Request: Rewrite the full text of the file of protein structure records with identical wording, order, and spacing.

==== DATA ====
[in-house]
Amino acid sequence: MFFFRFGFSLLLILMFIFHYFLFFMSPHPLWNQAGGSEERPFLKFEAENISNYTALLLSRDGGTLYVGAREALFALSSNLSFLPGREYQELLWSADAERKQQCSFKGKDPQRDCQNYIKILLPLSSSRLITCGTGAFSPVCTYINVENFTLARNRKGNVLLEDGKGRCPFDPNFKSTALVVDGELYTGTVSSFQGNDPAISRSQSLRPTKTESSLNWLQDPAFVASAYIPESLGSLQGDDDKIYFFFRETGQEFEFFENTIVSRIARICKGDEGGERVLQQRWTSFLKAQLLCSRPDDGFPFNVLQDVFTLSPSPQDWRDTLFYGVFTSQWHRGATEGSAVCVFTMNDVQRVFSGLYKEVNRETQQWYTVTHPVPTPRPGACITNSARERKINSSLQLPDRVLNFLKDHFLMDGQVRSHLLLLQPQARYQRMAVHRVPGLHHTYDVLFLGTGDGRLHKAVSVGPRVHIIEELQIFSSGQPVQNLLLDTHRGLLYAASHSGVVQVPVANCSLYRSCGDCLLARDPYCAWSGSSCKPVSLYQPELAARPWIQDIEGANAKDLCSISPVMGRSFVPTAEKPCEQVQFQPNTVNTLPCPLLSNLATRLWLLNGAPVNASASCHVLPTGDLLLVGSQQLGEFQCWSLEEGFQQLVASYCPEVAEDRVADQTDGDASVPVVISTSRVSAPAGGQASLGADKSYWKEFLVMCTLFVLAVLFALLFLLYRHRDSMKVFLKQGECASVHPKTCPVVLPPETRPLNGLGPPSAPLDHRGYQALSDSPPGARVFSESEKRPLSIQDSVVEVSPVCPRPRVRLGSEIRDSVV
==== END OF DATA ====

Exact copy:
[in-house]
Amino acid sequence: MFFFRFGFSLLLILMFIFHYFLFFMSPHPLWNQAGGSEERPFLKFEAENISNYTALLLSRDGGTLYVGAREALFALSSNLSFLPGREYQELLWSADAERKQQCSFKGKDPQRDCQNYIKILLPLSSSRLITCGTGAFSPVCTYINVENFTLARNRKGNVLLEDGKGRCPFDPNFKSTALVVDGELYTGTVSSFQGNDPAISRSQSLRPTKTESSLNWLQDPAFVASAYIPESLGSLQGDDDKIYFFFRETGQEFEFFENTIVSRIARICKGDEGGERVLQQRWTSFLKAQLLCSRPDDGFPFNVLQDVFTLSPSPQDWRDTLFYGVFTSQWHRGATEGSAVCVFTMNDVQRVFSGLYKEVNRETQQWYTVTHPVPTPRPGACITNSARERKINSSLQLPDRVLNFLKDHFLMDGQVRSHLLLLQPQARYQRMAVHRVPGLHHTYDVLFLGTGDGRLHKAVSVGPRVHIIEELQIFSSGQPVQNLLLDTHRGLLYAASHSGVVQVPVANCSLYRSCGDCLLARDPYCAWSGSSCKPVSLYQPELAARPWIQDIEGANAKDLCSISPVMGRSFVPTAEKPCEQVQFQPNTVNTLPCPLLSNLATRLWLLNGAPVNASASCHVLPTGDLLLVGSQQLGEFQCWSLEEGFQQLVASYCPEVAEDRVADQTDGDASVPVVISTSRVSAPAGGQASLGADKSYWKEFLVMCTLFVLAVLFALLFLLYRHRDSMKVFLKQGECASVHPKTCPVVLPPETRPLNGLGPPSAPLDHRGYQALSDSPPGARVFSESEKRPLSIQDSVVEVSPVCPRPRVRLGSEIRDSVV